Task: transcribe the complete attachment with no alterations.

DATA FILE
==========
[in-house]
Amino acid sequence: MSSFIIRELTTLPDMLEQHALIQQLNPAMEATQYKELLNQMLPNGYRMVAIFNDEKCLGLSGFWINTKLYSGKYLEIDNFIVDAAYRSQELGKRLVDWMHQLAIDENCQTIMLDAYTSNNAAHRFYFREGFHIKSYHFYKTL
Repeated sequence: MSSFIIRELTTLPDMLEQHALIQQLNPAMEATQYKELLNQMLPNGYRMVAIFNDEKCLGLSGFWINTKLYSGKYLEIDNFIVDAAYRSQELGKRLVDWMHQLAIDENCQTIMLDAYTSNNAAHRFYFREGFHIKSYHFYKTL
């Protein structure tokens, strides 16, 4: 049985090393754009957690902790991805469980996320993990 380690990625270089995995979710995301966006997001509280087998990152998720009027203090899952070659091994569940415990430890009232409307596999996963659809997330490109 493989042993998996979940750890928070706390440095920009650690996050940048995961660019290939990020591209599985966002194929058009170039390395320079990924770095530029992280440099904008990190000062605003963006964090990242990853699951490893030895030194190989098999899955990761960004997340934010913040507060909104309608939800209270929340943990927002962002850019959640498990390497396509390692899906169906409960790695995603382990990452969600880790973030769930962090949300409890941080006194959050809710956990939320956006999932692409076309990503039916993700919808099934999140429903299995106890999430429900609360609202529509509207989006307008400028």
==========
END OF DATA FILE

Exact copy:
[in-house]
Amino acid sequence: MSSFIIRELTTLPDMLEQHALIQQLNPAMEATQYKELLNQMLPNGYRMVAIFNDEKCLGLSGFWINTKLYSGKYLEIDNFIVDAAYRSQELGKRLVDWMHQLAIDENCQTIMLDAYTSNNAAHRFYFREGFHIKSYHFYKTL
Repeated sequence: MSSFIIRELTTLPDMLEQHALIQQLNPAMEATQYKELLNQMLPNGYRMVAIFNDEKCLGLSGFWINTKLYSGKYLEIDNFIVDAAYRSQELGKRLVDWMHQLAIDENCQTIMLDAYTSNNAAHRFYFREGFHIKSYHFYKTL
């Protein structure tokens, strides 16, 4: 049985090393754009957690902790991805469980996320993990 380690990625270089995995979710995301966006997001509280087998990152998720009027203090899952070659091994569940415990430890009232409307596999996963659809997330490109 493989042993998996979940750890928070706390440095920009650690996050940048995961660019290939990020591209599985966002194929058009170039390395320079990924770095530029992280440099904008990190000062605003963006964090990242990853699951490893030895030194190989098999899955990761960004997340934010913040507060909104309608939800209270929340943990927002962002850019959640498990390497396509390692899906169906409960790695995603382990990452969600880790973030769930962090949300409890941080006194959050809710956990939320956006999932692409076309990503039916993700919808099934999140429903299995106890999430429900609360609202529509509207989006307008400028």